The ongoing collapse of Evergrande Group, a Chinese real estate giant, has caused jitters in global markets spooked by comparisons to Lehman Brothers. Yet fears of a 2008-style systemic crisis, especially a global one, are overblown.

Unlike 2008, Evergrande’s debt crisis has been triggered by recent regulations intended to squeeze overindebted real estate firms into compliance or insolvency. The Chinese government is confident it can avoid a disorderly default that could spark a wider credit crunch because it can strongarm Chinese banks and creditors into restructuring on its terms. It has priced in Evergrande’s insolvency as a worthwhile cost to curb the systemic risks of a speculative bubble and impose greater party control over the economy and wider society, consistent with its recent regulatory blitz.

Evergrande’s controlled demolition marks another chapter of President Xi Jinping’s long-running deleveraging campaign, aimed at getting ahead of medium-term structural headwinds exemplified by real estate’s outsized position in the economy. China’s slowing population growth is already limiting demand for real estate, just as its demographic dividend starts to fade. Shifting the economy towards a new growth model driven by consumption and higher-value industries, rather than debt and construction, could ultimately help China escape the middle-income trap. Better to contain the fallout and take the hit to growth now than wait for these pressures kick in in earnest.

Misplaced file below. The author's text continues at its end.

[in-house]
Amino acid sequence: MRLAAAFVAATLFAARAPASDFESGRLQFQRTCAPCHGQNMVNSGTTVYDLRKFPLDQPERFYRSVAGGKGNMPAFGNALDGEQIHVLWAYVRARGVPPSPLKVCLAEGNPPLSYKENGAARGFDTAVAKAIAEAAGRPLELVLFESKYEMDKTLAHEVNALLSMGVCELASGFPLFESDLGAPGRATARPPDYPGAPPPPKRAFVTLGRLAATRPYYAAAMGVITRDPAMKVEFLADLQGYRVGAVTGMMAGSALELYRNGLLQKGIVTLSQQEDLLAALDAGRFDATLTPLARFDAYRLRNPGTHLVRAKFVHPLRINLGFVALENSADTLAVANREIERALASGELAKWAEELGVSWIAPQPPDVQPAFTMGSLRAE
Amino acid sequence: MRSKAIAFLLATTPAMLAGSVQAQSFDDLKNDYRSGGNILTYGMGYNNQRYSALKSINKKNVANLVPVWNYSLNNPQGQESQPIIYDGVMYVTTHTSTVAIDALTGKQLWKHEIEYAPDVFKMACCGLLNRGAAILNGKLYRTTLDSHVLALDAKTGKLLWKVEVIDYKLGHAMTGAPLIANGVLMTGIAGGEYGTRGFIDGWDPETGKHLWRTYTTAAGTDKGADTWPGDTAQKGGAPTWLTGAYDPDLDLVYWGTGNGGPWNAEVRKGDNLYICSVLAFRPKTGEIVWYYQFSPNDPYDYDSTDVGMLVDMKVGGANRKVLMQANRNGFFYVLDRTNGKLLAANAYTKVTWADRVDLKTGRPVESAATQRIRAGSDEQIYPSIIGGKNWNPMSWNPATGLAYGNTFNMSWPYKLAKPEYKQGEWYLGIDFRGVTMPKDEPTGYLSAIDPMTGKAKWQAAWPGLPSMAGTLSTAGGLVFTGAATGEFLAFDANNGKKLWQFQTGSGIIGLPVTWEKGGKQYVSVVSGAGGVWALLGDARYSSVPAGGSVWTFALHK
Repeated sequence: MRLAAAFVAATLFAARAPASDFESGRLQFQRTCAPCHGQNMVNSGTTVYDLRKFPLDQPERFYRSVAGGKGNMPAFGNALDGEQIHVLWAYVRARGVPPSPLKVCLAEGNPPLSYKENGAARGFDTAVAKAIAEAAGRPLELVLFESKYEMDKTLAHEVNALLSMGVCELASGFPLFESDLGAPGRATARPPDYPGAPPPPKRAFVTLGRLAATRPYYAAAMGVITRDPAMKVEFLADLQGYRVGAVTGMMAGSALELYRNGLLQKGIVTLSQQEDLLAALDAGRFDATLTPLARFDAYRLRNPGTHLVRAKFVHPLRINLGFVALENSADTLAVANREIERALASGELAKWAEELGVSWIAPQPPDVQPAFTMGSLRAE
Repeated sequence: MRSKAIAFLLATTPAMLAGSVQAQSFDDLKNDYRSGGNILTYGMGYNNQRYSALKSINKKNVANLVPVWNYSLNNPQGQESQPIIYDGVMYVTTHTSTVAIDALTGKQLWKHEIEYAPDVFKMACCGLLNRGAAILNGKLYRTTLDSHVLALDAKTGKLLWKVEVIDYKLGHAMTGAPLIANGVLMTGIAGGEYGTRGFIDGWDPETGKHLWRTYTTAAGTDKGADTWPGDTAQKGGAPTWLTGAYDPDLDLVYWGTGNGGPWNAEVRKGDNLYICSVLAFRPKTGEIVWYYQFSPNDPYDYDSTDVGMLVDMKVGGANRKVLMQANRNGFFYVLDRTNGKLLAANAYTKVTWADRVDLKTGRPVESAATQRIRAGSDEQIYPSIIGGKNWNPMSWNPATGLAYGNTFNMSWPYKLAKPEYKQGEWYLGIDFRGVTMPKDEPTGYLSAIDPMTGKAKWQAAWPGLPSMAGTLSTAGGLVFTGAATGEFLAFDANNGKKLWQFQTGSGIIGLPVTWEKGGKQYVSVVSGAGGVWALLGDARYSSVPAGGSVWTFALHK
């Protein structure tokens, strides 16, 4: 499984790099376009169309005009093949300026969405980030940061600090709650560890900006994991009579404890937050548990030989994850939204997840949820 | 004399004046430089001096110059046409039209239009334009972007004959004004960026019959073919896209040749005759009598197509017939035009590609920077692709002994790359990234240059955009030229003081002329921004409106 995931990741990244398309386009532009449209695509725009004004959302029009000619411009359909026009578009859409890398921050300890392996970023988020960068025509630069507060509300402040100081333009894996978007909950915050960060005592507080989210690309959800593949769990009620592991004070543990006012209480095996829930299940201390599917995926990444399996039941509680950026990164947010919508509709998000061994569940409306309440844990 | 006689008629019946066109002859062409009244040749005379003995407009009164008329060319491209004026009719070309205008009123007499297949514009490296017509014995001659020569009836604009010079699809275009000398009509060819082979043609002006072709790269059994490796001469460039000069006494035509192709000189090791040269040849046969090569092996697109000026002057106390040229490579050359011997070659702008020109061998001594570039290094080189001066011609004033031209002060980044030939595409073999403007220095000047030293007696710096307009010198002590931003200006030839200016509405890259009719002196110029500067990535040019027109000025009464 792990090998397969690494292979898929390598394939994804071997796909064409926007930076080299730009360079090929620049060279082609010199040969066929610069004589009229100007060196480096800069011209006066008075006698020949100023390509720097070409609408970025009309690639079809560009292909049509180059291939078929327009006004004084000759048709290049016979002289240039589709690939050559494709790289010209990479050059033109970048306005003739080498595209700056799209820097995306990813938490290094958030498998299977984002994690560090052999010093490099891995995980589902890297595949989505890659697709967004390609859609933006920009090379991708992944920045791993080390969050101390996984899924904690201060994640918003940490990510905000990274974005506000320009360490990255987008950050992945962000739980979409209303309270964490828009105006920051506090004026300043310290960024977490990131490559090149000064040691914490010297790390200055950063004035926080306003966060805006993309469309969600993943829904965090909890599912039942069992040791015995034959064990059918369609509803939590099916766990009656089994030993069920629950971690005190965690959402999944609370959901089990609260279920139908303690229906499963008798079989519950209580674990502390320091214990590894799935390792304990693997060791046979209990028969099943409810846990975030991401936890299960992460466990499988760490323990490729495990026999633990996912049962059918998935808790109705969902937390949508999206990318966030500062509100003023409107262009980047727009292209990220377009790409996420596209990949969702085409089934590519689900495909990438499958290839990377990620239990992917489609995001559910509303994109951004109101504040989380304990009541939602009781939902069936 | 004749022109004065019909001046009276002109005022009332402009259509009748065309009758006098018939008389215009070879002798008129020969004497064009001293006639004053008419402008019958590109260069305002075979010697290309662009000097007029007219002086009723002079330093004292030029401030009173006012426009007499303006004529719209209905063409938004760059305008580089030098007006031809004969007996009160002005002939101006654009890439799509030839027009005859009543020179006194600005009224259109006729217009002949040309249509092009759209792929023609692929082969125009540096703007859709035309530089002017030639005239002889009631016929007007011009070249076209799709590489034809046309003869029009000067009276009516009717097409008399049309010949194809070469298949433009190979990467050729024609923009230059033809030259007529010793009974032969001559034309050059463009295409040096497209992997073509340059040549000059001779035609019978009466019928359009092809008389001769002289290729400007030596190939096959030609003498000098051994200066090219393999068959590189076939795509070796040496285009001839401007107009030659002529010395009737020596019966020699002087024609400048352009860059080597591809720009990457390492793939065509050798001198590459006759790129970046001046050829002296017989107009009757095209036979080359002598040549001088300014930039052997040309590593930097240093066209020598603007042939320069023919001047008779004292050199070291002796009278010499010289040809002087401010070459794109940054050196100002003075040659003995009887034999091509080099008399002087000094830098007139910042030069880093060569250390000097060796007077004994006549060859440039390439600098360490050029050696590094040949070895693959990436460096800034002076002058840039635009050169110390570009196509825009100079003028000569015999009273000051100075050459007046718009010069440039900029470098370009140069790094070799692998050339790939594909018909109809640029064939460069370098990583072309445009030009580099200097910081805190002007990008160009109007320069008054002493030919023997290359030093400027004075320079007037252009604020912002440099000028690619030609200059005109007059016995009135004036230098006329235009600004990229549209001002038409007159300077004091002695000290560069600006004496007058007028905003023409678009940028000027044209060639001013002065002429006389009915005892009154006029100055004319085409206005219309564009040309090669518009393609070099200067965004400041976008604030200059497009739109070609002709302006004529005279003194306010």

This approach carries risks. More indebted property firms are likely to follow Evergrande into insolvency. Local governments rely heavily on the sector to fund infrastructure spending, so any property crisis could knock out two pillars of growth at once. Making an example of Evergrande and its billionaire owner is politically advantageous, but more angry protests by middle-class homeowners, investors and suppliers would be awkward ahead of the 2022 Party Congress. But the government has a lot of levers left to pull, even if only to kick the can down the road.

This article first appeared in the Axco Flashpoints newsletter, which provides monthly analysis on emerging risks and geopolitics from our Global Risk Intelligence and Data (GRID) team. You can sign up at

Photo Credit: Spezz/Flickr